Is Yoga Universal?
Sitting outside a café in Brooklyn, NY with friends (fellow yoga teachers) watching people pass by with yoga mats slung over shoulders, as we sip artisanal coffee we know that yoga is everywhere. In advertising, conversation, fashion, music, mainstream media, and even schools. So the question is no longer about yoga being universal and available but the focus shifts into who is practicing and why?
Yoga is the art of leaving nothing out, including those who practice and those who don’t. As one who practices yoga, my self-inquiry lies inside the connections I have with people and the relationship I have to the world. Yoga has turned from something to attain into something to bring me closer to myself, people around me and the world. The purpose of my practice is to live inside of my experience, inviting the full spectrum of life to flow freely.
In an article I was reading about the origin of Yoga, David Gordon White spoke about the first place that the word “yoga” showed up in a text. Sanskrit is a contextual language, meaning each word has multiple definitions dependent upon the surrounding dialogue. In the context of the Geranda Samhita, the word yoga meant, “war-time”. Meaning that the purpose of yoga was to awaken the warring states of being in order to witness the energy and build resiliency. Is this relevant for our modern culture? To understand where this tradition started is vital and yet to pick and choose from this vast practice to create a greater sense of well-being is just as compelling.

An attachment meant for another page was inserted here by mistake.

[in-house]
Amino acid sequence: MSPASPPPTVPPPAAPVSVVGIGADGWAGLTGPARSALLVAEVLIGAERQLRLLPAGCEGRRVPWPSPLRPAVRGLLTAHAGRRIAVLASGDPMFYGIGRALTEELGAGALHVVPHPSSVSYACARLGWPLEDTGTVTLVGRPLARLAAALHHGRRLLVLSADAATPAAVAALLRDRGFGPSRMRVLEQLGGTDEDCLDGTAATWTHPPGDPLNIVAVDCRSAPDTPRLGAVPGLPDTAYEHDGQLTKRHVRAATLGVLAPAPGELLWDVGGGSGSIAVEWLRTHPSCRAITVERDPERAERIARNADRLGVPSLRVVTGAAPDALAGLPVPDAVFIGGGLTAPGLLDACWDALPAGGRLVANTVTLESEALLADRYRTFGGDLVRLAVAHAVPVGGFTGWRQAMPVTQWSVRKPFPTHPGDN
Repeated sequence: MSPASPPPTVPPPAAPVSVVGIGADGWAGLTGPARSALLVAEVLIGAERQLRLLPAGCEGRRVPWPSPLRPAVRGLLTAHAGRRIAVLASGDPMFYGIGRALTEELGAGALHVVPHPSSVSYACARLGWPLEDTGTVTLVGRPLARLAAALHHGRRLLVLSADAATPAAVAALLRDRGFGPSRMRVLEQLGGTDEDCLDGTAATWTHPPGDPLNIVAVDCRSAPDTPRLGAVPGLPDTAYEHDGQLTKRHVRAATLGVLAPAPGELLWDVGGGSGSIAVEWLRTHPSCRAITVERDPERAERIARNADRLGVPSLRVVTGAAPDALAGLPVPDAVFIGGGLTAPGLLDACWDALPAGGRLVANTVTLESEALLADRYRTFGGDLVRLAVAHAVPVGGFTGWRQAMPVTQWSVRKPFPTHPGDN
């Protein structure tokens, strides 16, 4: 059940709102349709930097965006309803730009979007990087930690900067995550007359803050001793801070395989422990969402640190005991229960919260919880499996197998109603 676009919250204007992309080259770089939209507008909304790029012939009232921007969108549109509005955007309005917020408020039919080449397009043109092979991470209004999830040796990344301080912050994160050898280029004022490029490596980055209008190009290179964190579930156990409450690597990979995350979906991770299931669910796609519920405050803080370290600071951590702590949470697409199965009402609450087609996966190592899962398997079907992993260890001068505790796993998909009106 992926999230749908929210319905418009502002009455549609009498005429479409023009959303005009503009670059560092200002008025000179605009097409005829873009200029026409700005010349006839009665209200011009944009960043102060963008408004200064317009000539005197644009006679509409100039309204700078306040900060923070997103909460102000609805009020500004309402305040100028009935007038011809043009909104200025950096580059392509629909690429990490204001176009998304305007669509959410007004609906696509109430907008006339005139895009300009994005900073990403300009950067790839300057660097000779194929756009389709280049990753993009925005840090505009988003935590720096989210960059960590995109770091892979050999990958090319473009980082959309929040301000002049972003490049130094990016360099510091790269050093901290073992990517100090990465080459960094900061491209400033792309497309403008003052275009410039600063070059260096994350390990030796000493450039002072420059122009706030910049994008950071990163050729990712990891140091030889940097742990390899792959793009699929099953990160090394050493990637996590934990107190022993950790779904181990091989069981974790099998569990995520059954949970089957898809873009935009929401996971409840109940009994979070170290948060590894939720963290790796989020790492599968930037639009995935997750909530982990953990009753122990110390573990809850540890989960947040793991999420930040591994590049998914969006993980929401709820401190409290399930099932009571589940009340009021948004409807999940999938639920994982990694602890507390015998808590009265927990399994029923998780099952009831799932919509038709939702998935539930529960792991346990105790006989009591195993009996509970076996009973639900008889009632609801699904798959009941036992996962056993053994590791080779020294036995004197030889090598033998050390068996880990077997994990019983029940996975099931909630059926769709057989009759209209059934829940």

Along this wide spectrum of tradition and practice, where do you lie? What is the purpose of your practice? If you could get anything out of your yoga practice, what would it be? What is keeping you from getting that? Do you believe that you can attain that? Who can you reach out to support you in getting what you need?
In my opinion, yoga can propel you towards your true nature and your true calling as long as you believe in and skillfully nurture and engage in the relationship.